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20 novembre 2016

Thanks to "El Caminante"

Most people don't know who Ricardo Espinosa Reyes is, and that is for most South Americans too. Also known as "El Caminante" ('The Rambler'), Ricardo Espinosa Reyes, after walking the coast of Peru for many months, decided to explore the "Tahuantinsuyu" (this is the name of the Inca Empire by Incas). He wanted to explore the Qhapaq Ñan (Royal Road in Quechua, the Inca language).

Espinosa with is singular trek, along the Andes road of the Qhapaq Ñan, was a pioneer and covered the stretch between Quito in Equator and La Paz, Bolivia. He walked from May to December 1999. Which brought back to life the ancient Inca road and created a excitement around the old road system. Since then, the dream to bring back this emblem of the Tahuantinsuyu as surfaced and much work as been done towards that.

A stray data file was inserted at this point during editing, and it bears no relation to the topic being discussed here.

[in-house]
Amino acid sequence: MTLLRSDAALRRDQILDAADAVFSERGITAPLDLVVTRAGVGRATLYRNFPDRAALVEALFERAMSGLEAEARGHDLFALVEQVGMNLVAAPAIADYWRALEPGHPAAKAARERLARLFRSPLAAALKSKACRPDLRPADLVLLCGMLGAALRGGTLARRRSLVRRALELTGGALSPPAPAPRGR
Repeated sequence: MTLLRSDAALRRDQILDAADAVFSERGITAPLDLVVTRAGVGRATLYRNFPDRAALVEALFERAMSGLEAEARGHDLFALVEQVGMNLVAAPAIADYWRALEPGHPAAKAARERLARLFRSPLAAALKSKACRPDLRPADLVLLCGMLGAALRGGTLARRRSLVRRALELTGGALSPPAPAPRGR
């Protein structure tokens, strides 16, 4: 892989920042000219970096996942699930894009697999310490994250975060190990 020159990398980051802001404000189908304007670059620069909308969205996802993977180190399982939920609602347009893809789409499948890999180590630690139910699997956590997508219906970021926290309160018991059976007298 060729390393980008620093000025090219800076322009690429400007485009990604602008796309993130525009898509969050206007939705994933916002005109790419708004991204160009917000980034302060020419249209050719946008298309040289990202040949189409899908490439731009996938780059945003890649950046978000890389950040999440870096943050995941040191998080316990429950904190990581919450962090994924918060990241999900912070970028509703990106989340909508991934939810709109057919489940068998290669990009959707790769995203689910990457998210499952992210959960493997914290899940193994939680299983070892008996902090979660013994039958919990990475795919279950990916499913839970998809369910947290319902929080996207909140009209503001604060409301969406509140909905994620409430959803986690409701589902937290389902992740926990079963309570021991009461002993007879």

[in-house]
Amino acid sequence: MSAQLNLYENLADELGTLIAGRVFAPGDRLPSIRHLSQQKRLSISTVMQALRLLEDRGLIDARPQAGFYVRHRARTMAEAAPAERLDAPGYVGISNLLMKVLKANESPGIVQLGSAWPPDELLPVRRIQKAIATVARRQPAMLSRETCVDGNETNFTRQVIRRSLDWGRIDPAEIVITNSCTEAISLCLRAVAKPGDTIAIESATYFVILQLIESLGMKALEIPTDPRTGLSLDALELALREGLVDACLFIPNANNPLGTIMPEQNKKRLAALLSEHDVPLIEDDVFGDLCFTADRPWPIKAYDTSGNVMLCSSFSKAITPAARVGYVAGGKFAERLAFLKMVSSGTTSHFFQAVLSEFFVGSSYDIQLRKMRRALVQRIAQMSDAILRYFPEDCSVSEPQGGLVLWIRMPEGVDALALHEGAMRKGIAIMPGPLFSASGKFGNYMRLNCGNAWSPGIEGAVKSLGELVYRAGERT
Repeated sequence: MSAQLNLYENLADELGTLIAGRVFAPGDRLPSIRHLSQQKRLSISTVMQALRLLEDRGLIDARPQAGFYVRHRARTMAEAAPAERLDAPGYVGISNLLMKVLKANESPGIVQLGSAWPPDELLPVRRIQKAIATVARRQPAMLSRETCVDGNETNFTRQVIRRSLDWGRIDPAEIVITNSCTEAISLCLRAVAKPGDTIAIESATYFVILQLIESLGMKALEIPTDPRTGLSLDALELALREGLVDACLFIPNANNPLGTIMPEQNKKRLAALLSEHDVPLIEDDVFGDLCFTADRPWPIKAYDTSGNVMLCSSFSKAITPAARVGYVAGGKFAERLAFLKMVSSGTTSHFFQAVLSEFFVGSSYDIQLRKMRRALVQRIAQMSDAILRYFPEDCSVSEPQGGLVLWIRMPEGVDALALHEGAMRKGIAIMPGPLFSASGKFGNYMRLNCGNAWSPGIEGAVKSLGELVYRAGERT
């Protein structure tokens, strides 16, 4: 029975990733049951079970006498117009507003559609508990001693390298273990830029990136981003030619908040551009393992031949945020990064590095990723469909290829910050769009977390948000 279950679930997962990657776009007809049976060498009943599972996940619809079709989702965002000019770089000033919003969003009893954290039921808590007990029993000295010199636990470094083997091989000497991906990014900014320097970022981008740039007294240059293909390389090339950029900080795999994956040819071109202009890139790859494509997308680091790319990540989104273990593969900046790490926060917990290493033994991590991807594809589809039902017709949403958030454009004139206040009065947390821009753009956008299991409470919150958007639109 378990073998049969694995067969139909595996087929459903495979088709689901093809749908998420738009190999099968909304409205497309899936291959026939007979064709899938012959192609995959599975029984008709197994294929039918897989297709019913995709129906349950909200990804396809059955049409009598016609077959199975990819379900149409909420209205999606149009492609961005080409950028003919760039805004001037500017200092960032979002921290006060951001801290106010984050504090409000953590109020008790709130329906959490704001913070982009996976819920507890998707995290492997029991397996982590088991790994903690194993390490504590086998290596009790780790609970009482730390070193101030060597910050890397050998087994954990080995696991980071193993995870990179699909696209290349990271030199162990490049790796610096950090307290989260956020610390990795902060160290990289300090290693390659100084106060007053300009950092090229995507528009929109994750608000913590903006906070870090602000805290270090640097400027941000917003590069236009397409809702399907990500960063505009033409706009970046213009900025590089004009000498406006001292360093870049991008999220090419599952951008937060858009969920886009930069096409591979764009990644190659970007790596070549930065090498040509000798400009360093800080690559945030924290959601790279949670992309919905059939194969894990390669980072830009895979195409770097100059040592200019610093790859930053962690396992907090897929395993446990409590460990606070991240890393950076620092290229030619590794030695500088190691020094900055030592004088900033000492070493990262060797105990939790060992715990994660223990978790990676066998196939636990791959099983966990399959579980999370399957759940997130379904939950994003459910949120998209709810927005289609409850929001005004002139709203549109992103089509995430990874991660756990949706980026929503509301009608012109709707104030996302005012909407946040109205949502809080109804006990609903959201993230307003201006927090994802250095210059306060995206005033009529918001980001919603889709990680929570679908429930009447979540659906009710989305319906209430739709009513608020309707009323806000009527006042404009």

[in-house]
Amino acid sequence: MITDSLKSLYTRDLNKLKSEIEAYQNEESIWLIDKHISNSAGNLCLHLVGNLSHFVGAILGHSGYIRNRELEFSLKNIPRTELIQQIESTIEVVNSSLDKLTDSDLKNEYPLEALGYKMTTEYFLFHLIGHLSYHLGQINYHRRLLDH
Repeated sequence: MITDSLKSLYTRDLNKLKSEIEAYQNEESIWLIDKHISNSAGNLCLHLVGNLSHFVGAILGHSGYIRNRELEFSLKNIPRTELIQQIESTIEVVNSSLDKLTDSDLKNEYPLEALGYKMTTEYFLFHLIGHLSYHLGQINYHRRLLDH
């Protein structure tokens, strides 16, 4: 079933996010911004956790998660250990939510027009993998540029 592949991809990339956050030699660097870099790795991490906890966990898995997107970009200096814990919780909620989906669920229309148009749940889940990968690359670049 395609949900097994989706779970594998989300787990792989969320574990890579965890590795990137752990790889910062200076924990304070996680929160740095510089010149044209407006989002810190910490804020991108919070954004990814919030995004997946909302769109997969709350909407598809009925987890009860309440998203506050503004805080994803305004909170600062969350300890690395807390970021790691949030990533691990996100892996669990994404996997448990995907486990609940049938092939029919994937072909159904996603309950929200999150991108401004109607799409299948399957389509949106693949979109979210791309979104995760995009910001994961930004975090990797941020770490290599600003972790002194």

At the Inca Empire's greatest moments, the Qhapaq Ñan covered a territory of over 4 million square kilometers representing a road network of more than 25,000km. These roads were designed for foot traffic, since the Incas did not have any knowledge of the wheel, nor did they have horses or donkeys. All they had as a beast of burden were the llamas, which is capable of carrying a small load, but it is impossible to ride a llama. We speak here of a man-made road, created without machinery or maps, it was the knowledge of the lands and of the inhabitants of each region that allowed such a feat. Many parts of these roads were already there before the Incas and were simply improved and incorporated into the Inca network.